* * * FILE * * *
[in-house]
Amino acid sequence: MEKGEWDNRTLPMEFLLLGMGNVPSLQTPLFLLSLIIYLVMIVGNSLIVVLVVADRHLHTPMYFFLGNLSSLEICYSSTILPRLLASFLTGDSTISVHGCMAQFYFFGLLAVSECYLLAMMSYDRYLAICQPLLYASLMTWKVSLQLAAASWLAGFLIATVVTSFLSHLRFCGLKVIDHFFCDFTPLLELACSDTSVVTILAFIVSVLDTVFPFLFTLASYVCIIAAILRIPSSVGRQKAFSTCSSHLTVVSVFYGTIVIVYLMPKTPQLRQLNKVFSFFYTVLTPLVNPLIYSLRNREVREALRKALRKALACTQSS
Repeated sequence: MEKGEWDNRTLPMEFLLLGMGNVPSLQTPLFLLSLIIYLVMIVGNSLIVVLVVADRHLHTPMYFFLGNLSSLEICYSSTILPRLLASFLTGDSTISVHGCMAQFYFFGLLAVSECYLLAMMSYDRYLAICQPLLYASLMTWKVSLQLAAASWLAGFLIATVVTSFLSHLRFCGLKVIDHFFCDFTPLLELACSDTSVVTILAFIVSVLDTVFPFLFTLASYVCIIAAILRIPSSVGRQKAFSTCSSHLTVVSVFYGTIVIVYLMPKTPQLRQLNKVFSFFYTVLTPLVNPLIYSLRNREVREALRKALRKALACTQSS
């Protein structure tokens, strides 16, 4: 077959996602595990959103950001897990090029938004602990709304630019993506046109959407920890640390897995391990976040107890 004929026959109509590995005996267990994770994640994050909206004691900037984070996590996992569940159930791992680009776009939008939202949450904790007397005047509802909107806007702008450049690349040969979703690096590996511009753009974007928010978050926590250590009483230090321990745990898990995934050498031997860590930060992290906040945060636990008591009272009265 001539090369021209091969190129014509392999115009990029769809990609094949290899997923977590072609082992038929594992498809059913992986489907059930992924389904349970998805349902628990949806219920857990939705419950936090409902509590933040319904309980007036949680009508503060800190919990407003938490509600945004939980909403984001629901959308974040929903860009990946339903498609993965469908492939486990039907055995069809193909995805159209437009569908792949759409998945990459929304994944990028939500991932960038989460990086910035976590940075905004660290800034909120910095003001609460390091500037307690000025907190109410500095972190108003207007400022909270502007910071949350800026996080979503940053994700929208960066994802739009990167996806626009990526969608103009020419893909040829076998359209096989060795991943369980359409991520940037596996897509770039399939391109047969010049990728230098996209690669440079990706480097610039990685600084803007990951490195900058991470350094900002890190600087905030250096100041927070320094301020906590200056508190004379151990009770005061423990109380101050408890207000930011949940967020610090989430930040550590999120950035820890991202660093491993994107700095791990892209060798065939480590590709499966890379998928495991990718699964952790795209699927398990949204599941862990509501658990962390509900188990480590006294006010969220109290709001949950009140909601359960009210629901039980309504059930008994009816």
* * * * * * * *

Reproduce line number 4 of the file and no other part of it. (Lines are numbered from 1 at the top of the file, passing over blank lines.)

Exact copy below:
């Protein structure tokens, strides 16, 4: 077959996602595990959103950001897990090029938004602990709304630019993506046109959407920890640390897995391990976040107890 004929026959109509590995005996267990994770994640994050909206004691900037984070996590996992569940159930791992680009776009939008939202949450904790007397005047509802909107806007702008450049690349040969979703690096590996511009753009974007928010978050926590250590009483230090321990745990898990995934050498031997860590930060992290906040945060636990008591009272009265 001539090369021209091969190129014509392999115009990029769809990609094949290899997923977590072609082992038929594992498809059913992986489907059930992924389904349970998805349902628990949806219920857990939705419950936090409902509590933040319904309980007036949680009508503060800190919990407003938490509600945004939980909403984001629901959308974040929903860009990946339903498609993965469908492939486990039907055995069809193909995805159209437009569908792949759409998945990459929304994944990028939500991932960038989460990086910035976590940075905004660290800034909120910095003001609460390091500037307690000025907190109410500095972190108003207007400022909270502007910071949350800026996080979503940053994700929208960066994802739009990167996806626009990526969608103009020419893909040829076998359209096989060795991943369980359409991520940037596996897509770039399939391109047969010049990728230098996209690669440079990706480097610039990685600084803007990951490195900058991470350094900002890190600087905030250096100041927070320094301020906590200056508190004379151990009770005061423990109380101050408890207000930011949940967020610090989430930040550590999120950035820890991202660093491993994107700095791990892209060798065939480590590709499966890379998928495991990718699964952790795209699927398990949204599941862990509501658990962390509900188990480590006294006010969220109290709001949950009140909601359960009210629901039980309504059930008994009816």